Speaker: Anastasios Matzavinos (Brown University)
Title: Data-driven modeling in systems biology
ABSTRACT: In this talk, we focus on the role of computationally intensive and data driven modeling in systems biology and biomedical engineering. Examples are drawn from (i) the investigation of soft matter in cell biology by means of molecular dynamics simulations and (ii) the challenges pertaining to detecting aneurysms and other arterial wall abnormalities via machine learning and Bayesian model selection. Thoughts on current and future paradigms in systems biology will also be provided.
In the first part of the talk, we consider the critical radius of pores in a lipid bilayer membrane. Recent experimental research demonstrated nucleated pores in a homopolymer film increasing or decreasing in size, contingent on whether they are larger or smaller than a critical size which scales linearly with film thickness. Using dissipative particle dynamics (DPD), a particle-based simulation method, we investigate the same scenario for a lipid bilayer membrane with a structure determined by lipid–water interactions. By altering key system parameters such as the number of particles per lipid and the periodicity, we identify conditions for pores of any initial size to seal or even remain stable, showing a fundamental difference in the behavior of lipid membranes from polymer films. As another example, we discuss DPD simulations of DNA polymers dispersed by a pressure-driven fluid flow across a periodic array of entropic barriers. We compare our simulations with nanofluidic experiments, which show polymers transitioning between various types of behaviors as pressure increases, and discuss physical insights afforded by the ability of the DPD method to model flows at the nanoscale.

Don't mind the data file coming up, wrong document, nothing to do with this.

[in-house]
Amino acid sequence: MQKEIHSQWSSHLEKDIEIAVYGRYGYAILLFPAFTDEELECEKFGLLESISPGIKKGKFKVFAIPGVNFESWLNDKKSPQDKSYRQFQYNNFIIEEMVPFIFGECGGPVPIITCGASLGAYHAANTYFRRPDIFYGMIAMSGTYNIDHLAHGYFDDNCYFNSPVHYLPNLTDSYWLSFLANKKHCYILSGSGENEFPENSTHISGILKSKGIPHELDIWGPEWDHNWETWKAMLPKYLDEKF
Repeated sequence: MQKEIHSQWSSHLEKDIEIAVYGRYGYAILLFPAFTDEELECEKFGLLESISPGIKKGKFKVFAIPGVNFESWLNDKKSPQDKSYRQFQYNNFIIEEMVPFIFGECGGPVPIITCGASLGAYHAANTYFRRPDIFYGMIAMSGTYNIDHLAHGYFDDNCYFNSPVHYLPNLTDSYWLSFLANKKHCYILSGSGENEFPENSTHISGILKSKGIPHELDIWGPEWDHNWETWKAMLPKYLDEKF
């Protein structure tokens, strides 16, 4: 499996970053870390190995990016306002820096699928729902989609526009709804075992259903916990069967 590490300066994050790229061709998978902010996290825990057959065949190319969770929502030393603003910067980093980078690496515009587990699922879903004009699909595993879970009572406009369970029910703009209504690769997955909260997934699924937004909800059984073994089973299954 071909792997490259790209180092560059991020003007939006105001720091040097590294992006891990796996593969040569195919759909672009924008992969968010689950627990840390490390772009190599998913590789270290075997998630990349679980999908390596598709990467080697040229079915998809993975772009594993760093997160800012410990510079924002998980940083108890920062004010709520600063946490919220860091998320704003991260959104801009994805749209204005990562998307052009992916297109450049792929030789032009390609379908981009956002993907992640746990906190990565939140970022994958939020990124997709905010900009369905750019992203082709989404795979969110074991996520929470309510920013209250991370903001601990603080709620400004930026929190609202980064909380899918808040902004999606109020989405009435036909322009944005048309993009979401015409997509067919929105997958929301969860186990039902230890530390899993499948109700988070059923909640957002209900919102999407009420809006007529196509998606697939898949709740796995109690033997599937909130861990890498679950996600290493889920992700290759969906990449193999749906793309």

In the second part of the talk, we discuss machine learning and Bayesian inference approaches to the patient-specific modeling of hemodynamics in arterial networks. We describe a Bayesian uncertainty quantification framework in the context of two major advances: an efficient parallel implementation, allowing parameter estimation for complex arterial network models, and a system for practical model selection, allowing evidence-based comparison between distinct models. We demonstrate the proposed methodology by generating simulated noisy flow velocity data from a branching arterial tree model in which a structural defect is introduced at an unknown location; our approach is shown to accurately locate the abnormality and estimate its physical properties even in the presence of significant observational and systemic error. Further applications to epidemiology and the data-driven selection of DNA methylation models may be addressed depending on the interests of the audience and time restrictions.